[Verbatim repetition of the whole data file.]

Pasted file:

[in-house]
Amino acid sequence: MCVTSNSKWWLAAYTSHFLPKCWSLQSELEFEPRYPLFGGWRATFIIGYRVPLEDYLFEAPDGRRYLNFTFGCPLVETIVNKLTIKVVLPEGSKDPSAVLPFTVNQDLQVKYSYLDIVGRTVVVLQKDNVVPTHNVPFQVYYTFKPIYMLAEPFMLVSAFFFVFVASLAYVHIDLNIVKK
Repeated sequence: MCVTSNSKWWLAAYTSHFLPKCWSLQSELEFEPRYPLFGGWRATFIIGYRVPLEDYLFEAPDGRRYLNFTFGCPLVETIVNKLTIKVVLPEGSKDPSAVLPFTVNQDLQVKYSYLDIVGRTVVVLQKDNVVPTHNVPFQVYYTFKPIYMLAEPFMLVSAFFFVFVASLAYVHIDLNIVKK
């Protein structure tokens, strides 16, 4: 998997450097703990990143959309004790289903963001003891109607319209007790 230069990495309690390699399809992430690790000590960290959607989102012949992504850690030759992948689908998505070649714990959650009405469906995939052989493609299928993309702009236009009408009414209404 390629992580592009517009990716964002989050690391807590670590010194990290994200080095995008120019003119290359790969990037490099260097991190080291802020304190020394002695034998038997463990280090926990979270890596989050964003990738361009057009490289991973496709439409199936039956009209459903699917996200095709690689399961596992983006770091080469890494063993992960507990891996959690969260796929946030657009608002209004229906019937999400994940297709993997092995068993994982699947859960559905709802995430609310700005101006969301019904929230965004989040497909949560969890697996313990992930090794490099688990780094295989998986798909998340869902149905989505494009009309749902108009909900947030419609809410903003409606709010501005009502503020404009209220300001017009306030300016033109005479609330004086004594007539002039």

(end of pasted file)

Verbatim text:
[in-house]
Amino acid sequence: MCVTSNSKWWLAAYTSHFLPKCWSLQSELEFEPRYPLFGGWRATFIIGYRVPLEDYLFEAPDGRRYLNFTFGCPLVETIVNKLTIKVVLPEGSKDPSAVLPFTVNQDLQVKYSYLDIVGRTVVVLQKDNVVPTHNVPFQVYYTFKPIYMLAEPFMLVSAFFFVFVASLAYVHIDLNIVKK
Repeated sequence: MCVTSNSKWWLAAYTSHFLPKCWSLQSELEFEPRYPLFGGWRATFIIGYRVPLEDYLFEAPDGRRYLNFTFGCPLVETIVNKLTIKVVLPEGSKDPSAVLPFTVNQDLQVKYSYLDIVGRTVVVLQKDNVVPTHNVPFQVYYTFKPIYMLAEPFMLVSAFFFVFVASLAYVHIDLNIVKK
């Protein structure tokens, strides 16, 4: 998997450097703990990143959309004790289903963001003891109607319209007790 230069990495309690390699399809992430690790000590960290959607989102012949992504850690030759992948689908998505070649714990959650009405469906995939052989493609299928993309702009236009009408009414209404 390629992580592009517009990716964002989050690391807590670590010194990290994200080095995008120019003119290359790969990037490099260097991190080291802020304190020394002695034998038997463990280090926990979270890596989050964003990738361009057009490289991973496709439409199936039956009209459903699917996200095709690689399961596992983006770091080469890494063993992960507990891996959690969260796929946030657009608002209004229906019937999400994940297709993997092995068993994982699947859960559905709802995430609310700005101006969301019904929230965004989040497909949560969890697996313990992930090794490099688990780094295989998986798909998340869902149905989505494009009309749902108009909900947030419609809410903003409606709010501005009502503020404009209220300001017009306030300016033109005479609330004086004594007539002039």